We arrived just as the ceremony for the kindling of the flame at the tomb of the unknown soldier was winding down. Up on top it was windy and cold, and I was afraid my mobile would slip from my stiff fingers and take a tumble down into the traffic below.
Dinner at a small brasserie near the hotel – after trekking around the far end of the Champs Elysees looking for a good french restaurant. It was getting late, so we were grateful to sit inside and get a hot meal. I misunderstood the menu, and ended up with a pair of suspicious (but delicious) sausages.
Sunday at the Orsay
(first sunday of the month – so we got in free!). The line to get in was long as we showed up at 11 am – but it moved along at a generous pace, so we didn’t have time to get bored.
Inside the Orsay was yet more art. A special exhibit on impressionists and pastel art that turned out to be quite educational. Fay wanted to go see an exhibit on Picasso and his Masters (Dejeuner Sur L’Herbe) but the line to get in was too long.
My biggest surprise was wandering into a room full of van Gogh paintings and Japanese tourists. There is (I think) something especially vibrant in van Gogh’s colors. The late summer heat shimmers and radiates from “The Harvesters”
While walking through the larger galleries on the ground floor we passed a lovely polar bear surrounded by children drawing sketches. Their teacher was explaining something about how the bear was standing on a platform, and asking if that was part of the statue or not.
Dinner at a nice Hungarian restaurant up the street from our hotel. The proper restaurant experience, not just a simple brasserie meal, but with fancy dishes and the works. Lovely and satisfying.
Monday in Montmartre and Pompidou
We had time for a brief trip to Les Abesses and to the Pompidou before we left for Orly in the evening.
Fay had heard about a wall covered in “I Love You” messages, near the Abesses in Montmartre – right by the Metro entrance. After a bit of walking around the back streets of Amelie Poulin country, we found it – it is in the abbey garden – with quiet little walkways that lead you to the wall itself. This wall is beautiful. “I love you” repeated in dozens of different languages. While we were taking pictures and spotting languages we recognized, another class of students on a field trip showed up for some graffiti appreciation.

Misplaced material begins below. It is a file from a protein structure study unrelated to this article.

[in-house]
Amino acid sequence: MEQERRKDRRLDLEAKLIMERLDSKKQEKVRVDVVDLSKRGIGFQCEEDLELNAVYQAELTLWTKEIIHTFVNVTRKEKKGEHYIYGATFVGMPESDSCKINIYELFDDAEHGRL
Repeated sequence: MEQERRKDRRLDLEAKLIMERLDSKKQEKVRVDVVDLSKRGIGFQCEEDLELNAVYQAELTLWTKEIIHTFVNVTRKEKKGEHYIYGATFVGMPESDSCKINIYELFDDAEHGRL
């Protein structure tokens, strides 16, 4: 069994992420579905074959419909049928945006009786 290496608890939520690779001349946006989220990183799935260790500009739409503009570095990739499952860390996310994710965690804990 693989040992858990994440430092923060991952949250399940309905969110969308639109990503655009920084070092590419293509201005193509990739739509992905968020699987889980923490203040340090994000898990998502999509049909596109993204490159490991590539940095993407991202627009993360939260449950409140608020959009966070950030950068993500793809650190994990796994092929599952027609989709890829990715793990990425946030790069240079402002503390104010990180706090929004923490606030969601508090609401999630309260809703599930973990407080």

A different wall of “Love You” messages is not so far from the Eiffel tower. Originally a symbol of American-French fraternité, the torch of freedom has now been repurposed as a Diana memorial. On the wall over the highway underpass are scribbled love notes to the dead, including one from this year’s Miss Norway contestants.
The Pompidou was a pleasant surprise. Outside the sun was shining and the water was burbling in the sculpture/playground. Inside was even more art, but also interactive video installations, torn up posters, sculpture, and a special exhibit on the Futurist movement.
Some of it makes you ask – how can this be art? Torn posters, anonymous art? Collage? If nothing else, it made me think and ask questions. Answers were not as forthcoming though.
Other artwork just left you dumbfounded – the whale that dived down at you as you came into the room was beautiful and left me with an impression of a dream of flying.
Strangest sight was a room with ropes strung across it, with a pair of binoculars entangled in the ropes. It’s sculpture, but not as we know it. The inflatable furniture was a good laugh (especially since it’s now readily available from Ikea)
The view from the top of the exterior escalator at the Pompidou is also well worth the trip up – standing up on the free-floating platform and looking out over the rooftops of the city made my stomach flutter in a way that the Eiffel does not. The feeling that the platform is just hovering in the air is unnerving.
We had an early dinner (Chinese take-out. Turns out that most bars and restaurants close between 3 and 6 pm.) and trip back to the airport. Orly is thankfully straightforward to navigate, but less futuristic in its architecture than CDG. After only a 30 minute delay, we got to sit in the foetid air inside the norwegian branded metal tube with wings. Not so much fun.